A third-party audit report released by JS Held on November 16 revealed that the Luna Foundation Guard spent $2.8 billion after the UST divestment to get out of the debacle.

According to a third-party audit report released by JS Held on November 16, the Luna Foundation Guard spent $2.8 billion, after the UST divestment, to get out of the debacle. In particular, it has become clear that the reserves were not used to pay the investors in the project.

Furthermore, the report states that “TFL went out of its way and spent $613 million of its own capital to defend the UST peg… To defend the UST price peg, LFG, TFL and Jump initially bought UST and LUNA.”

Audit Reveals No Misappropriation of Funds

In early May, the algorithmic stablecoin Terra USD (UST) de-pegged from the dollar due to an imbalance. The imbalance is related to the burning and minting mechanism of the ecosystem. The report also said that the tweets LFG posted during the accident are accurate about the company’s reserve balances.

In response, LFG appears satisfied that allegations of embezzlement, misuse of funds, and money laundering by insiders have not been substantiated.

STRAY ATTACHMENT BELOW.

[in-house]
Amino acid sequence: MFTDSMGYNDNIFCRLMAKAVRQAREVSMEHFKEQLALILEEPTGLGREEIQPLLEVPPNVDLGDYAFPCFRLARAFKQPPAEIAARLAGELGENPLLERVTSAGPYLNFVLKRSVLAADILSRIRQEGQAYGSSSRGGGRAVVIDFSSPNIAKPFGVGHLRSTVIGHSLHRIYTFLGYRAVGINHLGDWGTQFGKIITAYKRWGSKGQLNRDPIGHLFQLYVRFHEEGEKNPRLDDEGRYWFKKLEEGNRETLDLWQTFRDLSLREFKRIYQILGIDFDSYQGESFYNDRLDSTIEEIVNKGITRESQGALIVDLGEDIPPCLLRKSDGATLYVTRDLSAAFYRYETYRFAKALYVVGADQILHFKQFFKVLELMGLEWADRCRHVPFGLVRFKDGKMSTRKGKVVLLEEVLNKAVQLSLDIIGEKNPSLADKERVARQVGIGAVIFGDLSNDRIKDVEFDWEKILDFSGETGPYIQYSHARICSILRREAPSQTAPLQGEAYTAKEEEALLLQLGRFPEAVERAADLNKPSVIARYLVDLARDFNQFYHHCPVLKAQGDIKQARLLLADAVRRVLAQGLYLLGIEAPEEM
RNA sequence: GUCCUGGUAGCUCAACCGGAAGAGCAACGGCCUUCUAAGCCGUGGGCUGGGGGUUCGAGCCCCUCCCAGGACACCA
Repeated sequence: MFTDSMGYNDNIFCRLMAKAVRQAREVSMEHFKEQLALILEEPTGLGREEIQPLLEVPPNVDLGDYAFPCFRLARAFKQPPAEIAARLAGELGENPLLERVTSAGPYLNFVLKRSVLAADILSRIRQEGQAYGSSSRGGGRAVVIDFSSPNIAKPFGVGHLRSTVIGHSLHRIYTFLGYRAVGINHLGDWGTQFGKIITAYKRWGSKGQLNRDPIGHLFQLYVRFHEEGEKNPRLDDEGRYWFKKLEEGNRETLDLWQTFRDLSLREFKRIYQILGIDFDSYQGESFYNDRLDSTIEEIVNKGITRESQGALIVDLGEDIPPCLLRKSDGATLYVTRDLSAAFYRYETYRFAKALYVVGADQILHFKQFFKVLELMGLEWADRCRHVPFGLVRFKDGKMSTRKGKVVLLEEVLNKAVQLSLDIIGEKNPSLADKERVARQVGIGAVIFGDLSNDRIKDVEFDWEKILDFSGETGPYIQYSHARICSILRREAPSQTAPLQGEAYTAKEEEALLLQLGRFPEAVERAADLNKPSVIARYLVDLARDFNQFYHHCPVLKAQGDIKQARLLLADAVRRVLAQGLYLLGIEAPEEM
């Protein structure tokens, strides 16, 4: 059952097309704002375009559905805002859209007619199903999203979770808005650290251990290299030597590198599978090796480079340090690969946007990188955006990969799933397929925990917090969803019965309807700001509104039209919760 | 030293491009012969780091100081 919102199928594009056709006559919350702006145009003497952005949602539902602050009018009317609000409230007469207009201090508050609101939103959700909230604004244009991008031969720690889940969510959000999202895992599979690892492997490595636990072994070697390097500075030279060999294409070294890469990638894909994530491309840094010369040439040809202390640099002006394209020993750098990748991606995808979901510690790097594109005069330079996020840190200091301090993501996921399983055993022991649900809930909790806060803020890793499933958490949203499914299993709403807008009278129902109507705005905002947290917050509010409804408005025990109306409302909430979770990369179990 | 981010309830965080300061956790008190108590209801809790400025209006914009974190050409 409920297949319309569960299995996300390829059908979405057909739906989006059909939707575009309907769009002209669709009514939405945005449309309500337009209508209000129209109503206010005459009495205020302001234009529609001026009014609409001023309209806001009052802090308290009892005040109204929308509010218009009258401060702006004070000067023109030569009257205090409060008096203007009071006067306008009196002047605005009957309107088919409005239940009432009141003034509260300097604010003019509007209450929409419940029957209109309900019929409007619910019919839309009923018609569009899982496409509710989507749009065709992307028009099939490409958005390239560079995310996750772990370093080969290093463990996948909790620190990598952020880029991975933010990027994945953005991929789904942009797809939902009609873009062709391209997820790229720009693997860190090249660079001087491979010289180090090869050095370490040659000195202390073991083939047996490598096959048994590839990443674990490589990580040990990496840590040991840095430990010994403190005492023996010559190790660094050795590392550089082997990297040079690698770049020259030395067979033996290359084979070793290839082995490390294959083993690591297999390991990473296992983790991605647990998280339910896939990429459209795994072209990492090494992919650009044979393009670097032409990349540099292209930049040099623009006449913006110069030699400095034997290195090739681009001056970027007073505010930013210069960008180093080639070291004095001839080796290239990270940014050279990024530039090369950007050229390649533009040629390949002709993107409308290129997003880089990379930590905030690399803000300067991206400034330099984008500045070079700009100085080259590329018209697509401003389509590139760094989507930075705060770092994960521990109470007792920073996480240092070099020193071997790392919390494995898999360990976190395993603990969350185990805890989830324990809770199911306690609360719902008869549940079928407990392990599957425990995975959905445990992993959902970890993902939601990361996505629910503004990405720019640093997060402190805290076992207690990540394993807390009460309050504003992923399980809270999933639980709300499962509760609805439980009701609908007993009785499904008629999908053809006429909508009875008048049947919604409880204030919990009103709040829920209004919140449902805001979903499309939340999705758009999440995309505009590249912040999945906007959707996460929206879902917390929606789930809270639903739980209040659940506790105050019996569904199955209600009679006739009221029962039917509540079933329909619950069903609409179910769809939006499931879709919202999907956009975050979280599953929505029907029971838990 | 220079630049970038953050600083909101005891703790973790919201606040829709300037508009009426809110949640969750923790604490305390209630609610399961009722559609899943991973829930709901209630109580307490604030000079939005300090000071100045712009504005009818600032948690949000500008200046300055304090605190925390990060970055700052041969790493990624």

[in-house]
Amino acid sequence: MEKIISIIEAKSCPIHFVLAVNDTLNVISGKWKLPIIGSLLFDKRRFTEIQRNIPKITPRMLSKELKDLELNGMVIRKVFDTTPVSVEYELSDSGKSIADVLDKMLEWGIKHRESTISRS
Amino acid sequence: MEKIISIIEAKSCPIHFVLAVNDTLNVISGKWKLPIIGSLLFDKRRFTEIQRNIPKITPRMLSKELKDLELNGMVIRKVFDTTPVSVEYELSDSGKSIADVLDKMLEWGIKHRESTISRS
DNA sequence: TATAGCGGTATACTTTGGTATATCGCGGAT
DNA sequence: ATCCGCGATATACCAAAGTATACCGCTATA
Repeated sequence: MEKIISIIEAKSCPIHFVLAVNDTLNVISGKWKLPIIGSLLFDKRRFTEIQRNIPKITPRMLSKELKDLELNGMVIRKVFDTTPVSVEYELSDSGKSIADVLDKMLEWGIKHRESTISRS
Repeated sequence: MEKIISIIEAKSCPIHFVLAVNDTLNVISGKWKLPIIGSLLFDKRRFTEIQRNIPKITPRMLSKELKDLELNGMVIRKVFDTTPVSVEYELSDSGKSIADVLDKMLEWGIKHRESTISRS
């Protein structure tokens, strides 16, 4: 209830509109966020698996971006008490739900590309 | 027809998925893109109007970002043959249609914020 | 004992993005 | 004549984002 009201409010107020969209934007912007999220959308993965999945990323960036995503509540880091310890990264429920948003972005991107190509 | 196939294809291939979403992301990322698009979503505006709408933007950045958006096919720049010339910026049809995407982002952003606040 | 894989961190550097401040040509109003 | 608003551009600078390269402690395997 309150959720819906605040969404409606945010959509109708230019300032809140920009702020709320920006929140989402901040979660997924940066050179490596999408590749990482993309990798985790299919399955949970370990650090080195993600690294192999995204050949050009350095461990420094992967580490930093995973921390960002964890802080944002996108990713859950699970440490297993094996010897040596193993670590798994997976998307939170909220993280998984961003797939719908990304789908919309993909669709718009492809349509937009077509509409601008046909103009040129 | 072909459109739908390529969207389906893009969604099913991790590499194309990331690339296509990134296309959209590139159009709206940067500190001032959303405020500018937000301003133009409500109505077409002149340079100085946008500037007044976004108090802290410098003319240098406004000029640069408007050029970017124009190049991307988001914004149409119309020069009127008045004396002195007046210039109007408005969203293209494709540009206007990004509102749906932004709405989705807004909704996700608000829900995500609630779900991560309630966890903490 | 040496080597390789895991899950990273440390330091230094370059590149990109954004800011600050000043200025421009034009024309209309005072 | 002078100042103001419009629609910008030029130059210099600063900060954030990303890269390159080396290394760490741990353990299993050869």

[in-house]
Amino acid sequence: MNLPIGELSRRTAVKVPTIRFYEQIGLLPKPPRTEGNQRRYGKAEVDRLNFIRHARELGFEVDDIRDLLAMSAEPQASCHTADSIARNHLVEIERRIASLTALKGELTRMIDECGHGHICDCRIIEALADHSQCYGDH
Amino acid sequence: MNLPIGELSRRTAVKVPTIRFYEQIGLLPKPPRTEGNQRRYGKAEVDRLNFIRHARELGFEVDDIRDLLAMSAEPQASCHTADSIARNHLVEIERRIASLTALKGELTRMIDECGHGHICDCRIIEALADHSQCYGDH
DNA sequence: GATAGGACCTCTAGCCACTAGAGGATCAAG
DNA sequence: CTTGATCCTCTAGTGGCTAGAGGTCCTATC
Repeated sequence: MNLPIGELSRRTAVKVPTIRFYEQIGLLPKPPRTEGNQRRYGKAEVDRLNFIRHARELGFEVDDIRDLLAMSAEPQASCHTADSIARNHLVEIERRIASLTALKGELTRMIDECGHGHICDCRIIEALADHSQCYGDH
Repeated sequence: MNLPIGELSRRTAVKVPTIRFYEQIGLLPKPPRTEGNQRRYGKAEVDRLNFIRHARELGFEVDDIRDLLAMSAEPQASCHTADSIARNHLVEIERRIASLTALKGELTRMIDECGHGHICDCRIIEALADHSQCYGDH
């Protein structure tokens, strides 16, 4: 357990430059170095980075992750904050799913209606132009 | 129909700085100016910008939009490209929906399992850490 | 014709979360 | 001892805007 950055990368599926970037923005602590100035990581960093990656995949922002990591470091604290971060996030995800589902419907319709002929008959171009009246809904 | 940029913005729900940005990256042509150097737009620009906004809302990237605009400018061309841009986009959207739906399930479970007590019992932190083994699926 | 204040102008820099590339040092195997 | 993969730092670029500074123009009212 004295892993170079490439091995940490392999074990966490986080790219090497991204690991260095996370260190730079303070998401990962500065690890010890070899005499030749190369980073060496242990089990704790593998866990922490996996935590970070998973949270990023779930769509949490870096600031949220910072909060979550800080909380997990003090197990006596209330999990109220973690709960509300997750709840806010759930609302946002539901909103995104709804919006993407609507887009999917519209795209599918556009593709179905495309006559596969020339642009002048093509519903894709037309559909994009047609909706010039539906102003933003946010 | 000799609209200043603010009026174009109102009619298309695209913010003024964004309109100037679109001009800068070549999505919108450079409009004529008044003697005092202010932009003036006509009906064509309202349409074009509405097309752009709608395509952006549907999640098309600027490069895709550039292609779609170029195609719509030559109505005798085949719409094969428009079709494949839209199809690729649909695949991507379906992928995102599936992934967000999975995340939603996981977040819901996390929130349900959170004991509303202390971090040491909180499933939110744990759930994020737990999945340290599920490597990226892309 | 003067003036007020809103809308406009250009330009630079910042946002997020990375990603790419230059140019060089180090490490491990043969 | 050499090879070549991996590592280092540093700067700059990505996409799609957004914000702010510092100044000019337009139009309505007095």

Did the Reviewer “Hand-select” the Records?

Crypto influencer FatMan has welcomed the step of publishing the audit report but has questioned the missing trading records. He claims that the auditor has “handpicked data rather than providing the whole story”.

He further argued that, “TFL sends Jump BTC, and Jump sends TFL UST… That’s it. There are no trade records for this leg! There are several issues here, as Jump was heavily involved in the Terra ecosystem and could have simply cleaned up his own book. Despite claiming full transparency, this part is omitted.”

Furthermore, FatMan seems confused with dumping 440 million UST and 700 million+ LUNA in the process. He points out that, “The second thing that seemed strange to me was: TFL was selling UST at the same time that it was buying UST”

FatMan argues that, “If peg were fairly defended, there would be a flow of buy orders at predictable intervals. The fact that the transfers were unevenly staggered, and that TFL was *selling* UST at the same time, raises questions. And these are just known accounts.

After the audit was released, co-founder Do Kwon stated that, “For those of you whose minds I have not been able to change, I accept your judgment.” He also apologizes for not better communicating the risks of the project, and implies that it will take more than rage and blanket bans on similar protocols to figure out how to stop future failures of this nature.

By Audy Castaneda


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